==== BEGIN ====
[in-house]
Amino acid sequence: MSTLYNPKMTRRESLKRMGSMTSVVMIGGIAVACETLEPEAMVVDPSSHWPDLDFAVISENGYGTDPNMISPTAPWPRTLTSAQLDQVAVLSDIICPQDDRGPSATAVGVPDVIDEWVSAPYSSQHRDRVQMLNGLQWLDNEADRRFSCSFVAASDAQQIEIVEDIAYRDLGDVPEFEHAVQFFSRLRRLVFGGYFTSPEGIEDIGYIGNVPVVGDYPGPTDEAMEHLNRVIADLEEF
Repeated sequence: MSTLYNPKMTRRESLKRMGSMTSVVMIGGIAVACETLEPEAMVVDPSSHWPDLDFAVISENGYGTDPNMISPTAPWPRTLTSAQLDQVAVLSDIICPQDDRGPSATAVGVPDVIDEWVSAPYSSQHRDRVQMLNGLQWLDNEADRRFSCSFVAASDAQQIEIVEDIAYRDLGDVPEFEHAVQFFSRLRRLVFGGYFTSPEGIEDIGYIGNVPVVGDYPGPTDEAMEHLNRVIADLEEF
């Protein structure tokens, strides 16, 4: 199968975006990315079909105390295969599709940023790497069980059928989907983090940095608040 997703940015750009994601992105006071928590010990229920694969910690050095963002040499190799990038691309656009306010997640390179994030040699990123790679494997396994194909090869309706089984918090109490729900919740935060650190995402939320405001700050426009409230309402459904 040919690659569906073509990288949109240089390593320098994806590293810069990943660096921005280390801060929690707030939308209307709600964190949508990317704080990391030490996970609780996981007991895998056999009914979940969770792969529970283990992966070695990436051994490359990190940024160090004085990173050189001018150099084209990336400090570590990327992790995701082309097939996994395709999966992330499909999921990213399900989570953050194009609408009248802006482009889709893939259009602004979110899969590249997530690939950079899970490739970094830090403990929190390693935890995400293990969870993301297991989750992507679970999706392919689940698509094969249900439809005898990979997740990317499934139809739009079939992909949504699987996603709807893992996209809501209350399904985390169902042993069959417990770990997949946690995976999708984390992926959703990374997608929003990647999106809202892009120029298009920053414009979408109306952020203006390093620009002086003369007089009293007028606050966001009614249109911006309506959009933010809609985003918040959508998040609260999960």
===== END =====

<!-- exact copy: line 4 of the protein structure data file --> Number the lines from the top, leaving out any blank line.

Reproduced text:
């Protein structure tokens, strides 16, 4: 199968975006990315079909105390295969599709940023790497069980059928989907983090940095608040 997703940015750009994601992105006071928590010990229920694969910690050095963002040499190799990038691309656009306010997640390179994030040699990123790679494997396994194909090869309706089984918090109490729900919740935060650190995402939320405001700050426009409230309402459904 040919690659569906073509990288949109240089390593320098994806590293810069990943660096921005280390801060929690707030939308209307709600964190949508990317704080990391030490996970609780996981007991895998056999009914979940969770792969529970283990992966070695990436051994490359990190940024160090004085990173050189001018150099084209990336400090570590990327992790995701082309097939996994395709999966992330499909999921990213399900989570953050194009609408009248802006482009889709893939259009602004979110899969590249997530690939950079899970490739970094830090403990929190390693935890995400293990969870993301297991989750992507679970999706392919689940698509094969249900439809005898990979997740990317499934139809739009079939992909949504699987996603709807893992996209809501209350399904985390169902042993069959417990770990997949946690995976999708984390992926959703990374997608929003990647999106809202892009120029298009920053414009979408109306952020203006390093620009002086003369007089009293007028606050966001009614249109911006309506959009933010809609985003918040959508998040609260999960």